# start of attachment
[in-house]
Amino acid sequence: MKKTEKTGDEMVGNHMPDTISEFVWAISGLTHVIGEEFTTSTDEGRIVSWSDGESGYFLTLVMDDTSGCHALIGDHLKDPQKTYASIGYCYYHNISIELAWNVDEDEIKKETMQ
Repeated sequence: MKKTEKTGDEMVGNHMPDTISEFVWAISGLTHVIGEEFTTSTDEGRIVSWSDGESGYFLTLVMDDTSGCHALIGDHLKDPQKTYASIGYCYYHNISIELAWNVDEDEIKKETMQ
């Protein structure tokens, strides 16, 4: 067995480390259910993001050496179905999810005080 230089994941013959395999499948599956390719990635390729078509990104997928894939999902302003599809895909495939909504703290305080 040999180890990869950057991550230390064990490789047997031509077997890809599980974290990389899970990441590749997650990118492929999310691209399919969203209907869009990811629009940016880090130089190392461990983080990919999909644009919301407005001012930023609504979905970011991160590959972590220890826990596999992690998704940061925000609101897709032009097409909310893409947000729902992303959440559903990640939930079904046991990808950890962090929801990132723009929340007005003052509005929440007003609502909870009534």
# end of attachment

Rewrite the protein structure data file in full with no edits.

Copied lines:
[in-house]
Amino acid sequence: MKKTEKTGDEMVGNHMPDTISEFVWAISGLTHVIGEEFTTSTDEGRIVSWSDGESGYFLTLVMDDTSGCHALIGDHLKDPQKTYASIGYCYYHNISIELAWNVDEDEIKKETMQ
Repeated sequence: MKKTEKTGDEMVGNHMPDTISEFVWAISGLTHVIGEEFTTSTDEGRIVSWSDGESGYFLTLVMDDTSGCHALIGDHLKDPQKTYASIGYCYYHNISIELAWNVDEDEIKKETMQ
């Protein structure tokens, strides 16, 4: 067995480390259910993001050496179905999810005080 230089994941013959395999499948599956390719990635390729078509990104997928894939999902302003599809895909495939909504703290305080 040999180890990869950057991550230390064990490789047997031509077997890809599980974290990389899970990441590749997650990118492929999310691209399919969203209907869009990811629009940016880090130089190392461990983080990919999909644009919301407005001012930023609504979905970011991160590959972590220890826990596999992690998704940061925000609101897709032009097409909310893409947000729902992303959440559903990640939930079904046991990808950890962090929801990132723009929340007005003052509005929440007003609502909870009534």